Anwar’s role in party to be decided at special PKR congress

November 23, 2013 9:09 AM

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A Parti Keadilan Rakyat special congress tomorrow could decide whether Datuk Seri Anwar Ibrahim (pic) remains as the party's unelected supreme leader or take on the role of an elected president, an issue that has divided the party leadership in recent months, say party insiders.

They said, at present, there was no formal provision for the position of supreme leader or "ketua umum" in their constitution and PKR would not amend its constitution to create such a post for Anwar.

“If there is a move to amend the constitution and create such a post, it is bound to create problems with the Registrar of Societies,” a PKR leader told The Malaysian Insider in Kuala Lumpur.

“Because of the difficulty in formalising Anwar’s supreme leader post, he will now have to consider taking over from his wife, Datuk Seri Dr Wan Azizah Wan Ismail, as the PKR president."

Anwar’s role in the party has been a subject of much debate among two factions with many saying that he will have to make a decision to avoid further clashes in the party.

One group wants Anwar to remain as supreme leader and is seeking amendments to the party constitution to make the "supreme leader" post part of the leadership hierarchy. Under this proposal, Dr Wan Azizah will continue to be its president.

The second group favours Anwar taking over as party chief with Dr Wan Azizah retiring after leading the party since its inception in 1999. However, some party leaders believe that taking over as the PKR president will create complications for Anwar in the leadership structure of Pakatan Rakyat (PR).

“Some believe his stature will be dented once he takes over as he is seen to above partisan politics. If he is PKR president, he will be on a par with PAS president Datuk Seri Abdul Hadi Awang and DAP secretary-general Lim Guan Eng,” said the same source.

Another view is that Anwar as PKR president will pose little problem in the Pakatan hierarchy as DAP and PAS have already accepted Anwar as the coalition’s choice for prime minister if it captures Putrajaya. A party lawmaker said many want to see Anwar installed as president as it would strengthen the party and formalise his position within it.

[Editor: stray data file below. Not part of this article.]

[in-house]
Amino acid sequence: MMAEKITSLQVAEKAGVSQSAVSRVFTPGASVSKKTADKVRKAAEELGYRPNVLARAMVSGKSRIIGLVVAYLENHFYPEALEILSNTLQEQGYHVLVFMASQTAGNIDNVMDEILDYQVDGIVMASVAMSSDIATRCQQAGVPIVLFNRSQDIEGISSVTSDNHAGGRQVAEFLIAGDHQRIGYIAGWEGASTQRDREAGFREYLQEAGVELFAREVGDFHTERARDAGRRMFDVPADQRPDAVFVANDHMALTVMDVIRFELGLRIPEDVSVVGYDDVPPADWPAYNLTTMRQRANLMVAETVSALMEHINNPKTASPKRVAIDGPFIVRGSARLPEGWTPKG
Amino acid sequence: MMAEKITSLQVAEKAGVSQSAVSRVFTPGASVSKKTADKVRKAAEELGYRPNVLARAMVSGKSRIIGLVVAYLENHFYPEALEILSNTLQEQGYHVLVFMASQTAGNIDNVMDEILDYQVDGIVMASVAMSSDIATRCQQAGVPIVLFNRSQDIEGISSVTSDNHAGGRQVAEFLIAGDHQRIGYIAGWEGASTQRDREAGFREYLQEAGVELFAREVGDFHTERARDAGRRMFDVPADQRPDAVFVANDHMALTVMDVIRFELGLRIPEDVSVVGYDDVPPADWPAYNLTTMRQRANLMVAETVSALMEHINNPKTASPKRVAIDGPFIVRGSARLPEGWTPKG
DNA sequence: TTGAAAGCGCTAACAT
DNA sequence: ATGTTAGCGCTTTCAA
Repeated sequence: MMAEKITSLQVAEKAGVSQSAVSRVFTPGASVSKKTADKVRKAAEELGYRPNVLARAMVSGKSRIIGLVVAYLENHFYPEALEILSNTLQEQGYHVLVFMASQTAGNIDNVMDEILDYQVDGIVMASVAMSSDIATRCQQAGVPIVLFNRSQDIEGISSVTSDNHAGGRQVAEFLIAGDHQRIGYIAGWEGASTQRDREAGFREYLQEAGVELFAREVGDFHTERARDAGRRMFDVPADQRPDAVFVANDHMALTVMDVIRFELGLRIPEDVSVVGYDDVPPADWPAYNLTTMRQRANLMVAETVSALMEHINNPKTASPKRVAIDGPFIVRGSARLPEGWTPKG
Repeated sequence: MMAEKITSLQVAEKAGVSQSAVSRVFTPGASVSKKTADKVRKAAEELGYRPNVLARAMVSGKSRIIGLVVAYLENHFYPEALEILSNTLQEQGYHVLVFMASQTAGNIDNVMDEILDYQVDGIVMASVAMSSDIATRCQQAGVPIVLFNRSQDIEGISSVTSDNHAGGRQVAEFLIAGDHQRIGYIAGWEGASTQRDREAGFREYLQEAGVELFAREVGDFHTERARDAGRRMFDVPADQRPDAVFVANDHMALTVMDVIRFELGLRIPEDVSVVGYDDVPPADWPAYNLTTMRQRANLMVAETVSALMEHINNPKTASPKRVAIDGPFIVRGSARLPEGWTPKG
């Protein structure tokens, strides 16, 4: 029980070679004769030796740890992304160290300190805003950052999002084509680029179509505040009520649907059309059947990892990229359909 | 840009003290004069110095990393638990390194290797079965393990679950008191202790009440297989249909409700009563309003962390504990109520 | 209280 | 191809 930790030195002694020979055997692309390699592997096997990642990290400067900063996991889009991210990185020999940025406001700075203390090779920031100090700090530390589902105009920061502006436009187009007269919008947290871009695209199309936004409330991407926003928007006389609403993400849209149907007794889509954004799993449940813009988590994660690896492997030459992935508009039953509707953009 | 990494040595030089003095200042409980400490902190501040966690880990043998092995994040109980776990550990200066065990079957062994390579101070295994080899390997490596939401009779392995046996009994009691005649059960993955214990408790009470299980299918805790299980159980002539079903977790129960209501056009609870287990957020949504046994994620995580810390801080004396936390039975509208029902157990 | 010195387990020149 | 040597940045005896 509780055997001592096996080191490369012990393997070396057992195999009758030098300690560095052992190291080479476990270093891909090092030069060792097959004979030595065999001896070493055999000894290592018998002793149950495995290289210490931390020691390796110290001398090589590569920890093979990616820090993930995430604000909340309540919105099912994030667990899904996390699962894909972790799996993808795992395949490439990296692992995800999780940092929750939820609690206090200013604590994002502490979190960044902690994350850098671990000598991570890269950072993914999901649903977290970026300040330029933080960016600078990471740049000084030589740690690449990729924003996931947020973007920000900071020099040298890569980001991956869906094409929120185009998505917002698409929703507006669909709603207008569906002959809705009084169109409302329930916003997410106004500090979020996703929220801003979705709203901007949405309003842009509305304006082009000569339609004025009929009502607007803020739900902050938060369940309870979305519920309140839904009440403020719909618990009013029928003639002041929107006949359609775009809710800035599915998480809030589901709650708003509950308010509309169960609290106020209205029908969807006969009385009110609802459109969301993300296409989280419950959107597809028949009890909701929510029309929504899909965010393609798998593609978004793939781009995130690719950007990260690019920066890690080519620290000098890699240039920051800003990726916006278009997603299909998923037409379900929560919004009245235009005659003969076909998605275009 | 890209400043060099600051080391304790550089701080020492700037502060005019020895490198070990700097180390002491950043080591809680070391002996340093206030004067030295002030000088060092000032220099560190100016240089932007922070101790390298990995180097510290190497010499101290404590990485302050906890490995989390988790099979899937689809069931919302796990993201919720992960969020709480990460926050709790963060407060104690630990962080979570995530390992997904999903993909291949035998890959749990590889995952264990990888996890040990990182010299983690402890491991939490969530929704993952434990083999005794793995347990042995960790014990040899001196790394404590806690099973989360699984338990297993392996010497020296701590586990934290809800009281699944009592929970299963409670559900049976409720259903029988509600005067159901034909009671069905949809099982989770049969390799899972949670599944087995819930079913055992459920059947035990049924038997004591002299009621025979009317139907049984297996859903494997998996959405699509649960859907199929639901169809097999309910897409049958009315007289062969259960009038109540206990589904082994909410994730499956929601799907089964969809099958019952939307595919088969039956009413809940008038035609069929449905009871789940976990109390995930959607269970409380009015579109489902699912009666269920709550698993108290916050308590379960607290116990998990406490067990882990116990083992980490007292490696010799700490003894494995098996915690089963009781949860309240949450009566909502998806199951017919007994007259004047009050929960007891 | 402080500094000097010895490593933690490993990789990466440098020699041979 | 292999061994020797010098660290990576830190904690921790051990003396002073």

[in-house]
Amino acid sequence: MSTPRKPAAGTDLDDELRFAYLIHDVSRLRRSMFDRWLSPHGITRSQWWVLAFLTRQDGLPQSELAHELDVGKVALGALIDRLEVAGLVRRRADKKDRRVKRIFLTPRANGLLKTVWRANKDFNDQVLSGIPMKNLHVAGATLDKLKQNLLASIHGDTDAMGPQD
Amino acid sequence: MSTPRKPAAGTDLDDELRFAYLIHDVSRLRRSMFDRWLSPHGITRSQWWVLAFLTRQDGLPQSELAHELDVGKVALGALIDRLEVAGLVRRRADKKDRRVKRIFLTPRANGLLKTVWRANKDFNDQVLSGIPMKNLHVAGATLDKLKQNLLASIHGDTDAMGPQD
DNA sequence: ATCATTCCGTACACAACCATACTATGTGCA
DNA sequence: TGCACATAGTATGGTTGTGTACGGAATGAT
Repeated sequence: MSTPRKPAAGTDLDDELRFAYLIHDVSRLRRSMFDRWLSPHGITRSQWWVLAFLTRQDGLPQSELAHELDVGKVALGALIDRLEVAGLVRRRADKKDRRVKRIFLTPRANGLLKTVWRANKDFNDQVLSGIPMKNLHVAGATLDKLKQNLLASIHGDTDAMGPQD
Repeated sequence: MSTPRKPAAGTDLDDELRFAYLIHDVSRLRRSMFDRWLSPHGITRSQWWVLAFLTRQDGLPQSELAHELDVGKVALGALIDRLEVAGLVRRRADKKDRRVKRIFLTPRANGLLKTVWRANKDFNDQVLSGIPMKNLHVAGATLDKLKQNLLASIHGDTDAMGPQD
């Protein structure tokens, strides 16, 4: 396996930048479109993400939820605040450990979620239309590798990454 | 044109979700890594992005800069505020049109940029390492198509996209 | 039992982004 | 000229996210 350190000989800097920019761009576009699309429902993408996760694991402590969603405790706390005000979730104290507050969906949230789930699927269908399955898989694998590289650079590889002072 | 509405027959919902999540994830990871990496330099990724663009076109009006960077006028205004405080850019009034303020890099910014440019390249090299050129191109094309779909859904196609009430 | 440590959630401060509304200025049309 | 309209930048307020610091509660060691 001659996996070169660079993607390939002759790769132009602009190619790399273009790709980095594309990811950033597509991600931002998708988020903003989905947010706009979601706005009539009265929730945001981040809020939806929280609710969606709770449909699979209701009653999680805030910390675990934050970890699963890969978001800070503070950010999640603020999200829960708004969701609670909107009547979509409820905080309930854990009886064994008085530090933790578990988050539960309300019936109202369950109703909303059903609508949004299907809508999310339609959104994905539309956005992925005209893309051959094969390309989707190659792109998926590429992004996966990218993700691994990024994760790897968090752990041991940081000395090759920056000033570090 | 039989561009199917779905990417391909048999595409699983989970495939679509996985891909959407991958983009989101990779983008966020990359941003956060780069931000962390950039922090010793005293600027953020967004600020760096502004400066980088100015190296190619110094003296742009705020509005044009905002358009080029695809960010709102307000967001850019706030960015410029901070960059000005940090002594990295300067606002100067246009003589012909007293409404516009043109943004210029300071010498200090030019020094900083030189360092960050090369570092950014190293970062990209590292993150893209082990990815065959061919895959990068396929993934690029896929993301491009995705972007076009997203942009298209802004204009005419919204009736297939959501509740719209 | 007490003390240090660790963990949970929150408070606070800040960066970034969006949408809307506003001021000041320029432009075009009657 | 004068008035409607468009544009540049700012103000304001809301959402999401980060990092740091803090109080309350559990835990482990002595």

He said the position of supreme leader was one fashioned after political parties in Indonesia. “Earlier, the post was relevant in the PKR scheme of things as Anwar was barred from holding political positions after his release from jail.

“But that is no longer valid. And there is no reason Anwar cannot lead PKR now,” said the PKR lawmaker, who noted that Dr Wan Azizah had stepped aside for Anwar to contest the Permatang Pauh parliamentary seat in 2008 as soon as he was eligible to take part in politics.

Sunday’s PKR congress in Selangor will not just decide Anwar’s role in the party but also institute changes which will make it easier for those aspiring to contest posts in the party elections. “After this congress, anyone who wants to contest a higher position in PKR will no longer need a nomination from the party’s branches.

“They only need a proposer and seconder, and the candidate can contest,” said party vice-president Chua Tian Chang, who is popularly known as Tian Chua.

PKR leads the Selangor government while its allies, PAS and DAP, helm the state leadership in Kelantan and Penang, with Anwar widely seen holding the pact together.

In the May 5 general election, PKR won 30 parliamentary seats which was one short of its performance in the 2008 polls. DAP won 38 parliamentary seats while PAS picked up 21 federal seats in the polls. – November 23, 2013.


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